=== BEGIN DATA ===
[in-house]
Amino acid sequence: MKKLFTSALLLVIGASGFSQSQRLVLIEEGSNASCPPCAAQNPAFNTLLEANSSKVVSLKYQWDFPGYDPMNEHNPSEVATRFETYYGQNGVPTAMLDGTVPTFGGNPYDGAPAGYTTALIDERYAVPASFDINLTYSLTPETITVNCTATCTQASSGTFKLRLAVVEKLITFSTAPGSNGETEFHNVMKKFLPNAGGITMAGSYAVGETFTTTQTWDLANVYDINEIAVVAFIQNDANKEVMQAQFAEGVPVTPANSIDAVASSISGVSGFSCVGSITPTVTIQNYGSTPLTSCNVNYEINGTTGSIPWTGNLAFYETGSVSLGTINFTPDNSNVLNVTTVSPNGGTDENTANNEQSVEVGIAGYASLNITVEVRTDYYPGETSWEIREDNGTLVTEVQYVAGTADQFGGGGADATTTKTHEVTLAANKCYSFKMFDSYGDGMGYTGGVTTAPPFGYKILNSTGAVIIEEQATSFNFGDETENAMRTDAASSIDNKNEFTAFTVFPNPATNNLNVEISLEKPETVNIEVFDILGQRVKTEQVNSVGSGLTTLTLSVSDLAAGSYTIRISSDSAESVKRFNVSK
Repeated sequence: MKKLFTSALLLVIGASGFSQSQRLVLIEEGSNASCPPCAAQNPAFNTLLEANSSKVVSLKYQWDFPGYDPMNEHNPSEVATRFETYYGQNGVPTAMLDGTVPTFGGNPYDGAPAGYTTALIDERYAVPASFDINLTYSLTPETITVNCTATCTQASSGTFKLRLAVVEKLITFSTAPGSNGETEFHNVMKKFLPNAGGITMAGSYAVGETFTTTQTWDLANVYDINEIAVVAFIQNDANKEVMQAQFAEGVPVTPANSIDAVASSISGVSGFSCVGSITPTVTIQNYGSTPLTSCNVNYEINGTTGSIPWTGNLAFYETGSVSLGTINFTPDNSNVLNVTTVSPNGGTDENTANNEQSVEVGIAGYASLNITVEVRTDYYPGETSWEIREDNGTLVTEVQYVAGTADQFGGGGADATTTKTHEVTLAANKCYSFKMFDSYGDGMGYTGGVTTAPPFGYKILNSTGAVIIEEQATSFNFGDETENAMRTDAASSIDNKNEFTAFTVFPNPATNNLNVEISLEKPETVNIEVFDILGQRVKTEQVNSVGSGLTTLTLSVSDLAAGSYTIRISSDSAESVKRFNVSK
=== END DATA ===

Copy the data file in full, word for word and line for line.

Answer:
[in-house]
Amino acid sequence: MKKLFTSALLLVIGASGFSQSQRLVLIEEGSNASCPPCAAQNPAFNTLLEANSSKVVSLKYQWDFPGYDPMNEHNPSEVATRFETYYGQNGVPTAMLDGTVPTFGGNPYDGAPAGYTTALIDERYAVPASFDINLTYSLTPETITVNCTATCTQASSGTFKLRLAVVEKLITFSTAPGSNGETEFHNVMKKFLPNAGGITMAGSYAVGETFTTTQTWDLANVYDINEIAVVAFIQNDANKEVMQAQFAEGVPVTPANSIDAVASSISGVSGFSCVGSITPTVTIQNYGSTPLTSCNVNYEINGTTGSIPWTGNLAFYETGSVSLGTINFTPDNSNVLNVTTVSPNGGTDENTANNEQSVEVGIAGYASLNITVEVRTDYYPGETSWEIREDNGTLVTEVQYVAGTADQFGGGGADATTTKTHEVTLAANKCYSFKMFDSYGDGMGYTGGVTTAPPFGYKILNSTGAVIIEEQATSFNFGDETENAMRTDAASSIDNKNEFTAFTVFPNPATNNLNVEISLEKPETVNIEVFDILGQRVKTEQVNSVGSGLTTLTLSVSDLAAGSYTIRISSDSAESVKRFNVSK
Repeated sequence: MKKLFTSALLLVIGASGFSQSQRLVLIEEGSNASCPPCAAQNPAFNTLLEANSSKVVSLKYQWDFPGYDPMNEHNPSEVATRFETYYGQNGVPTAMLDGTVPTFGGNPYDGAPAGYTTALIDERYAVPASFDINLTYSLTPETITVNCTATCTQASSGTFKLRLAVVEKLITFSTAPGSNGETEFHNVMKKFLPNAGGITMAGSYAVGETFTTTQTWDLANVYDINEIAVVAFIQNDANKEVMQAQFAEGVPVTPANSIDAVASSISGVSGFSCVGSITPTVTIQNYGSTPLTSCNVNYEINGTTGSIPWTGNLAFYETGSVSLGTINFTPDNSNVLNVTTVSPNGGTDENTANNEQSVEVGIAGYASLNITVEVRTDYYPGETSWEIREDNGTLVTEVQYVAGTADQFGGGGADATTTKTHEVTLAANKCYSFKMFDSYGDGMGYTGGVTTAPPFGYKILNSTGAVIIEEQATSFNFGDETENAMRTDAASSIDNKNEFTAFTVFPNPATNNLNVEISLEKPETVNIEVFDILGQRVKTEQVNSVGSGLTTLTLSVSDLAAGSYTIRISSDSAESVKRFNVSK